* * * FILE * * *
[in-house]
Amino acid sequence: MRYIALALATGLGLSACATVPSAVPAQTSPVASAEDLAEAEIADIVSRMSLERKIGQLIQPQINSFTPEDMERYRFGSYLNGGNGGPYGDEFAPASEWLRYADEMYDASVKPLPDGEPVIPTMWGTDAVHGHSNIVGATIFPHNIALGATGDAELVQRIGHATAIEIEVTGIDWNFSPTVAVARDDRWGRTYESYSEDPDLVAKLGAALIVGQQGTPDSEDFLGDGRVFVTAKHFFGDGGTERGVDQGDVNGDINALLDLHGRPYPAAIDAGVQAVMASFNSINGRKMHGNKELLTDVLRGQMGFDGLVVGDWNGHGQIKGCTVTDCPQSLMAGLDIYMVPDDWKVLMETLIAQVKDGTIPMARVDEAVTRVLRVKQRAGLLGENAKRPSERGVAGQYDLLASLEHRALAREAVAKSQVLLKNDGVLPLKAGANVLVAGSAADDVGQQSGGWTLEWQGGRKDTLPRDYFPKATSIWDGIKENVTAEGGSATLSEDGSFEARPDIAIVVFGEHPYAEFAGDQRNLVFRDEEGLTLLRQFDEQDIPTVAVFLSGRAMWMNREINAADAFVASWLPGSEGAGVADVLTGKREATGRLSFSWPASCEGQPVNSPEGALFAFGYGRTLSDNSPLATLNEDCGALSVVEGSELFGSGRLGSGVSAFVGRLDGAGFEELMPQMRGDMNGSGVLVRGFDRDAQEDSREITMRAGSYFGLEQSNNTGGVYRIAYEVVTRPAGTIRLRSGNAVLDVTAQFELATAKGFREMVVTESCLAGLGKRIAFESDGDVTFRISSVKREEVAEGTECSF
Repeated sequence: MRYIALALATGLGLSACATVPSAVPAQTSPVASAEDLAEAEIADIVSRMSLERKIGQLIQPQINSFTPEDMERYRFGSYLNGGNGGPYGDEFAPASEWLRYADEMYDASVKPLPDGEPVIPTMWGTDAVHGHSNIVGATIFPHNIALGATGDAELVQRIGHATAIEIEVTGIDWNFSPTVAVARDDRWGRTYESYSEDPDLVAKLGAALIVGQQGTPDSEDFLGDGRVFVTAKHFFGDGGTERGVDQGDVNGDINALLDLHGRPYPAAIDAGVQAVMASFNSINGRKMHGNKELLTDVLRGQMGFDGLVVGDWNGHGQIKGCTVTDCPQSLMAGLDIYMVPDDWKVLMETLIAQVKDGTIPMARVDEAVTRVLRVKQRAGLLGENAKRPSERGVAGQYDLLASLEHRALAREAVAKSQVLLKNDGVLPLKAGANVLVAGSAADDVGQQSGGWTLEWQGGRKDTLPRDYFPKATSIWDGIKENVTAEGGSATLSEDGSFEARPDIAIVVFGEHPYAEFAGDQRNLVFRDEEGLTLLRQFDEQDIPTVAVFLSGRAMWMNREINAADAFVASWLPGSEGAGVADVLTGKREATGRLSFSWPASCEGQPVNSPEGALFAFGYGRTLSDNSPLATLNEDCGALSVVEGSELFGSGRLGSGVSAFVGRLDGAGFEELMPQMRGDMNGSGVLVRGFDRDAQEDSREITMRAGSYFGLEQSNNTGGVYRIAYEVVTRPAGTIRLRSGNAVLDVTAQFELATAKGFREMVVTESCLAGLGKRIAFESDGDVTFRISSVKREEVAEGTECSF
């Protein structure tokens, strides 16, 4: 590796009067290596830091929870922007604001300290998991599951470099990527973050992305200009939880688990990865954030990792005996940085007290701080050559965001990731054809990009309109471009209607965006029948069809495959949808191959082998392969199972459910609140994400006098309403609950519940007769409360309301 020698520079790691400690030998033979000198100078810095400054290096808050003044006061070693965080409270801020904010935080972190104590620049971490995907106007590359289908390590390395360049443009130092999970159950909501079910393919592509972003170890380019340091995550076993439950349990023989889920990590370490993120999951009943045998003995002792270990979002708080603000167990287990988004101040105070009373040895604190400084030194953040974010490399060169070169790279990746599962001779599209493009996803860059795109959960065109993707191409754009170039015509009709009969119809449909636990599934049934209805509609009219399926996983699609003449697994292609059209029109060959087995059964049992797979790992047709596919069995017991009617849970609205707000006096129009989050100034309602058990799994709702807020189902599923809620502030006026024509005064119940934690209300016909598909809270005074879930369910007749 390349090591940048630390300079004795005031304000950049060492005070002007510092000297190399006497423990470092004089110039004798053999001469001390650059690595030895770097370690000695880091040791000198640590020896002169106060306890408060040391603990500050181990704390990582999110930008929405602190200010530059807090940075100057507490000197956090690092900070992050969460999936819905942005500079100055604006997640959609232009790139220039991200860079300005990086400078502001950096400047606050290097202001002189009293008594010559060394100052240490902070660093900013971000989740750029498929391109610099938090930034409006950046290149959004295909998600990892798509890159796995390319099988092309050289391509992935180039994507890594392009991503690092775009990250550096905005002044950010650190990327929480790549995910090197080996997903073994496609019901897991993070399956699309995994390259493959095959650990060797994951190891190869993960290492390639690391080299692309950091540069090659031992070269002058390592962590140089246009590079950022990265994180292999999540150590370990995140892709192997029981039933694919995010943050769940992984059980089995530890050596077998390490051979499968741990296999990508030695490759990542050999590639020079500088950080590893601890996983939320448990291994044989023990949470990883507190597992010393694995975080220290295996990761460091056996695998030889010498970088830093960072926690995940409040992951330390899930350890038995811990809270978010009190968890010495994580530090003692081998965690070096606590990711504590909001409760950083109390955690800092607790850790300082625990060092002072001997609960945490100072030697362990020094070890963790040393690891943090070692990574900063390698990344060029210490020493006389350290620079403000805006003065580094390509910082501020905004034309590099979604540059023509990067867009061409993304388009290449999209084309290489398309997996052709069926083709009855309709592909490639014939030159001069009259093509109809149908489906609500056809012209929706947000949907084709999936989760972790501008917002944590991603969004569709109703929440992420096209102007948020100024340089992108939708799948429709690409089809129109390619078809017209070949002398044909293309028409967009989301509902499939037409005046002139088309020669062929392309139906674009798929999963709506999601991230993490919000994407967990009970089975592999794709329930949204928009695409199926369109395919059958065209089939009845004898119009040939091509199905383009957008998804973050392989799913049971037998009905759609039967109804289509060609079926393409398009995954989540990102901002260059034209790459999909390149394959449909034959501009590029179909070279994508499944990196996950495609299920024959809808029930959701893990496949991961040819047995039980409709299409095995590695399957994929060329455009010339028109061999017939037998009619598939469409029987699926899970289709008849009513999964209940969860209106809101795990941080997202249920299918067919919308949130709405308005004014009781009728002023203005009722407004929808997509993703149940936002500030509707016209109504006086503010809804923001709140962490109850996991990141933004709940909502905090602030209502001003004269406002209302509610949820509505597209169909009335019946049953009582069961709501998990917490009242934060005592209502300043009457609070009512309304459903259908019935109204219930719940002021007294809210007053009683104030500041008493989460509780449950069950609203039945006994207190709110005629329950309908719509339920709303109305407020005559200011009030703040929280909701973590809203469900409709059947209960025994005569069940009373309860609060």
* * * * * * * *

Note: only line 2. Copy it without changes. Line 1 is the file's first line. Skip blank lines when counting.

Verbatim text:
Amino acid sequence: MRYIALALATGLGLSACATVPSAVPAQTSPVASAEDLAEAEIADIVSRMSLERKIGQLIQPQINSFTPEDMERYRFGSYLNGGNGGPYGDEFAPASEWLRYADEMYDASVKPLPDGEPVIPTMWGTDAVHGHSNIVGATIFPHNIALGATGDAELVQRIGHATAIEIEVTGIDWNFSPTVAVARDDRWGRTYESYSEDPDLVAKLGAALIVGQQGTPDSEDFLGDGRVFVTAKHFFGDGGTERGVDQGDVNGDINALLDLHGRPYPAAIDAGVQAVMASFNSINGRKMHGNKELLTDVLRGQMGFDGLVVGDWNGHGQIKGCTVTDCPQSLMAGLDIYMVPDDWKVLMETLIAQVKDGTIPMARVDEAVTRVLRVKQRAGLLGENAKRPSERGVAGQYDLLASLEHRALAREAVAKSQVLLKNDGVLPLKAGANVLVAGSAADDVGQQSGGWTLEWQGGRKDTLPRDYFPKATSIWDGIKENVTAEGGSATLSEDGSFEARPDIAIVVFGEHPYAEFAGDQRNLVFRDEEGLTLLRQFDEQDIPTVAVFLSGRAMWMNREINAADAFVASWLPGSEGAGVADVLTGKREATGRLSFSWPASCEGQPVNSPEGALFAFGYGRTLSDNSPLATLNEDCGALSVVEGSELFGSGRLGSGVSAFVGRLDGAGFEELMPQMRGDMNGSGVLVRGFDRDAQEDSREITMRAGSYFGLEQSNNTGGVYRIAYEVVTRPAGTIRLRSGNAVLDVTAQFELATAKGFREMVVTESCLAGLGKRIAFESDGDVTFRISSVKREEVAEGTECSF